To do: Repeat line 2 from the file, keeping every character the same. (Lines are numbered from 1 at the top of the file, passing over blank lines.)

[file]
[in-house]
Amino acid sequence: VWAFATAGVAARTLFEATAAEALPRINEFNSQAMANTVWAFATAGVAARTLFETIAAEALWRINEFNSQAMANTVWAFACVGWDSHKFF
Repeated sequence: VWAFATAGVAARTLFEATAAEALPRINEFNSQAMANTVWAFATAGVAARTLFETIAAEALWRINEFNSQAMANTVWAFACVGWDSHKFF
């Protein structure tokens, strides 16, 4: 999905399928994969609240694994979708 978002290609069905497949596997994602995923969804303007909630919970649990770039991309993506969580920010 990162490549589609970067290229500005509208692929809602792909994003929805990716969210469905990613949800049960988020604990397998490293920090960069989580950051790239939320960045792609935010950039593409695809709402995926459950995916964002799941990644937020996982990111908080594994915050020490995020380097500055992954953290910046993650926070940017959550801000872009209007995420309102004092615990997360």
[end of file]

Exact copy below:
Amino acid sequence: VWAFATAGVAARTLFEATAAEALPRINEFNSQAMANTVWAFATAGVAARTLFETIAAEALWRINEFNSQAMANTVWAFACVGWDSHKFF